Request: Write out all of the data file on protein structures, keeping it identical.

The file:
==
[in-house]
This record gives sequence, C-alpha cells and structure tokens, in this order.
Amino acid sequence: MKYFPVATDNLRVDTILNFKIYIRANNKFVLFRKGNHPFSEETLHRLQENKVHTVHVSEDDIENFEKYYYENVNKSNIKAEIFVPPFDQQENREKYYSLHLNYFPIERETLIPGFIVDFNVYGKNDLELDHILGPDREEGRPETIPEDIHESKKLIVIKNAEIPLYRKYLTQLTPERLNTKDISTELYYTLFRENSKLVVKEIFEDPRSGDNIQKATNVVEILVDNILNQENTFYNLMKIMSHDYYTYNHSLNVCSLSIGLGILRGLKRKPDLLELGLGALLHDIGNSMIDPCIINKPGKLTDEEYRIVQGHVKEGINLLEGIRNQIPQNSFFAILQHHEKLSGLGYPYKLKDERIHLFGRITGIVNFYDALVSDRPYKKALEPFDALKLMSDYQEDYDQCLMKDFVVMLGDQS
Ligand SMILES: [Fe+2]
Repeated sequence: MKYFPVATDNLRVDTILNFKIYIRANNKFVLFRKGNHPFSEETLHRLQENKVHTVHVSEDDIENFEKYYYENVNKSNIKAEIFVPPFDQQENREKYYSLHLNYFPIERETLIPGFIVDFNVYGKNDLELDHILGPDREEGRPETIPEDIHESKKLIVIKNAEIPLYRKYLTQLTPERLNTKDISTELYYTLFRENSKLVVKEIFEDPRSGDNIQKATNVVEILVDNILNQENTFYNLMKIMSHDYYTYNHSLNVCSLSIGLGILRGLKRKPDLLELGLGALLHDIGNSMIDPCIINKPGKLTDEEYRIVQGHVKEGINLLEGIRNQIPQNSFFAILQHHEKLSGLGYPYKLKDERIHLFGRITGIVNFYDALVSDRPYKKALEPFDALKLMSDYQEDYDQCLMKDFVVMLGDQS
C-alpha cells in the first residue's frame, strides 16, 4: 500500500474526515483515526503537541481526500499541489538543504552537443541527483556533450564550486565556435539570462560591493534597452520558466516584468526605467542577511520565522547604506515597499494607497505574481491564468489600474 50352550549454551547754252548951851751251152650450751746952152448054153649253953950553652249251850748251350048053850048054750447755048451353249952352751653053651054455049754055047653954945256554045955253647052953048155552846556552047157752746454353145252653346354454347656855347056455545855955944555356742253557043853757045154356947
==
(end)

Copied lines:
[in-house]
This record gives sequence, C-alpha cells and structure tokens, in this order.
Amino acid sequence: MKYFPVATDNLRVDTILNFKIYIRANNKFVLFRKGNHPFSEETLHRLQENKVHTVHVSEDDIENFEKYYYENVNKSNIKAEIFVPPFDQQENREKYYSLHLNYFPIERETLIPGFIVDFNVYGKNDLELDHILGPDREEGRPETIPEDIHESKKLIVIKNAEIPLYRKYLTQLTPERLNTKDISTELYYTLFRENSKLVVKEIFEDPRSGDNIQKATNVVEILVDNILNQENTFYNLMKIMSHDYYTYNHSLNVCSLSIGLGILRGLKRKPDLLELGLGALLHDIGNSMIDPCIINKPGKLTDEEYRIVQGHVKEGINLLEGIRNQIPQNSFFAILQHHEKLSGLGYPYKLKDERIHLFGRITGIVNFYDALVSDRPYKKALEPFDALKLMSDYQEDYDQCLMKDFVVMLGDQS
Ligand SMILES: [Fe+2]
Repeated sequence: MKYFPVATDNLRVDTILNFKIYIRANNKFVLFRKGNHPFSEETLHRLQENKVHTVHVSEDDIENFEKYYYENVNKSNIKAEIFVPPFDQQENREKYYSLHLNYFPIERETLIPGFIVDFNVYGKNDLELDHILGPDREEGRPETIPEDIHESKKLIVIKNAEIPLYRKYLTQLTPERLNTKDISTELYYTLFRENSKLVVKEIFEDPRSGDNIQKATNVVEILVDNILNQENTFYNLMKIMSHDYYTYNHSLNVCSLSIGLGILRGLKRKPDLLELGLGALLHDIGNSMIDPCIINKPGKLTDEEYRIVQGHVKEGINLLEGIRNQIPQNSFFAILQHHEKLSGLGYPYKLKDERIHLFGRITGIVNFYDALVSDRPYKKALEPFDALKLMSDYQEDYDQCLMKDFVVMLGDQS
C-alpha cells in the first residue's frame, strides 16, 4: 500500500474526515483515526503537541481526500499541489538543504552537443541527483556533450564550486565556435539570462560591493534597452520558466516584468526605467542577511520565522547604506515597499494607497505574481491564468489600474 50352550549454551547754252548951851751251152650450751746952152448054153649253953950553652249251850748251350048053850048054750447755048451353249952352751653053651054455049754055047653954945256554045955253647052953048155552846556552047157752746454353145252653346354454347656855347056455545855955944555356742253557043853757045154356947